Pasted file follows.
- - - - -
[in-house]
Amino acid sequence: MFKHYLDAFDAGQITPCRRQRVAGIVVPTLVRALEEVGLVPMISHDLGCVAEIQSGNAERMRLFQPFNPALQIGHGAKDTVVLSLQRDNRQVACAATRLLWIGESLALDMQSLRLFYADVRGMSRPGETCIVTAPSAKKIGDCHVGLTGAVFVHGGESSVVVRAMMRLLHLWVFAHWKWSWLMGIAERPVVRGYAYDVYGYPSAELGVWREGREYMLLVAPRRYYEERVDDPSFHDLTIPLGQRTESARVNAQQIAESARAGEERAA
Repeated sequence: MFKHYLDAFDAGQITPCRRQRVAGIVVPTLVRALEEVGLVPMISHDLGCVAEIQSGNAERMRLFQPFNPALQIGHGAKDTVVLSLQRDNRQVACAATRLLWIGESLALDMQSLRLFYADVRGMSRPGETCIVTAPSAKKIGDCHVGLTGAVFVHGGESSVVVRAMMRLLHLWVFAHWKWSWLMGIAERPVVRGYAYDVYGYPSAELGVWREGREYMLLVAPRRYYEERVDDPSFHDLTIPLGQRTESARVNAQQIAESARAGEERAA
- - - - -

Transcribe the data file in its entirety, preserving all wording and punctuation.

[in-house]
Amino acid sequence: MFKHYLDAFDAGQITPCRRQRVAGIVVPTLVRALEEVGLVPMISHDLGCVAEIQSGNAERMRLFQPFNPALQIGHGAKDTVVLSLQRDNRQVACAATRLLWIGESLALDMQSLRLFYADVRGMSRPGETCIVTAPSAKKIGDCHVGLTGAVFVHGGESSVVVRAMMRLLHLWVFAHWKWSWLMGIAERPVVRGYAYDVYGYPSAELGVWREGREYMLLVAPRRYYEERVDDPSFHDLTIPLGQRTESARVNAQQIAESARAGEERAA
Repeated sequence: MFKHYLDAFDAGQITPCRRQRVAGIVVPTLVRALEEVGLVPMISHDLGCVAEIQSGNAERMRLFQPFNPALQIGHGAKDTVVLSLQRDNRQVACAATRLLWIGESLALDMQSLRLFYADVRGMSRPGETCIVTAPSAKKIGDCHVGLTGAVFVHGGESSVVVRAMMRLLHLWVFAHWKWSWLMGIAERPVVRGYAYDVYGYPSAELGVWREGREYMLLVAPRRYYEERVDDPSFHDLTIPLGQRTESARVNAQQIAESARAGEERAA